Zareh Ter-Stepanian, the imagination behind Apricot Jams, is a quadruple threat. Not only is he a talented artist, but also a drummer, a dad, and the host of his own podcast where he shares audio journals about life's curious realizations. Known for his detailed cross hatching, Apricot Jams’ work never fails to inspire and amaze the Doodle Addict community.
Almost all of Jams’ pieces are filled edge to edge with hundreds of lines that put together always end up depicting incredibly detailed portraits full of emotion. Though even when looking at his eye study work, there’s a level of complexity and detail that’s hard to come by. Something still more striking with his art is that it’s quick to draw you in and hold your attention. Even without the use of color or traditional illustration mediums for creating a portrait, Jams’ digital artwork is anything but lackluster and embodies the same intensity. A great example of this can be seen in his piece titled, “Light Sketching,” which features a portrait of a woman seemingly staring right at you through the screen. There’s a depth behind her stare that immediately grabs your attention, and a familiarity to her face that keeps it there. Although his bio reads, “trying to get a little better every day,” there’s something quite remarkable about where his work is right now and we can only imagine how much better it will get in time.
Interview with Apricot Jams
Your cross hatching work has become so recognizable on the website that it’s impossible to miss! How did you develop such a distinct art style?
The rough texture comes from having two small kids running around, and very little time to spend on detailed rendering. The time restriction is kind of a blessing in disguise because it keeps me from overthinking, which I have a huge problem doing.
We’ve noticed that a lot of your recent work focuses on female portraits, where do you find the inspiration for these pieces?
I was obsessed with drawing eyes when I was younger... I drew hundreds of them. Now, I like full portraits better because you can express more complex emotions this way, and for me the whole point of creating art is to evoke emotion.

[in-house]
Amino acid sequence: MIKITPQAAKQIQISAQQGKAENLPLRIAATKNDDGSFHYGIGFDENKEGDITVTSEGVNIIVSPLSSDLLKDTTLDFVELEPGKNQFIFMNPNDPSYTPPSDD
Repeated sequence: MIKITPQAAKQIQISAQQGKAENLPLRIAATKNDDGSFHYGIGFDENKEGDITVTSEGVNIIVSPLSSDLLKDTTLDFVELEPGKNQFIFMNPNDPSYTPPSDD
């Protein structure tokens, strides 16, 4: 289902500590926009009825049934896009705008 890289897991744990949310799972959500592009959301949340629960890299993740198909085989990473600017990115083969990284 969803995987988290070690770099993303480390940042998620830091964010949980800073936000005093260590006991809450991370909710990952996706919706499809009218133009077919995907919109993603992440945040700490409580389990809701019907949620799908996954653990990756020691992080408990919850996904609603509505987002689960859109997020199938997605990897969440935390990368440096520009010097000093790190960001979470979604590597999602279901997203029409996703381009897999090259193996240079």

What other things aside from art inspire you?
Seeing fresh new work that makes me feel something real. It can be any kind of art... music, movies, comedy. Anything.
What has been a major driving force in your work as an artist, and what does being an artist mean to you?
Figuring myself out. Improving honestly so that my work helps push the craft forward.
When you are "stuck" in your creative process, what do you do to get you out of the funk?
Take a break and recharge the batteries. Work on something else for a while. Spend time with loved ones.
What is a basic and advanced tip you'd have for someone who wants to improve their skills?
1. Do your research - Check out as many artists as you can. Know what's out there. Know what you like and dislike about them. It will help shape your style and inspire you.
2. Create something - It's how you gain experience. XP. Even better if you publish it. Whether or not people see it, it means more this way so your brain catalogs it better.
3. Sleep on it - Don't publish work right away. Take another look in the morning with fresh eyes.
4. Don't delete it - Even if it does poorly, having it stay up is a great learning that sticks with you.
Which artists on Doodle Addicts do you recommend everyone follow?
Recently discovered Ania Pawlik on Doodle Addicts and really dig her style.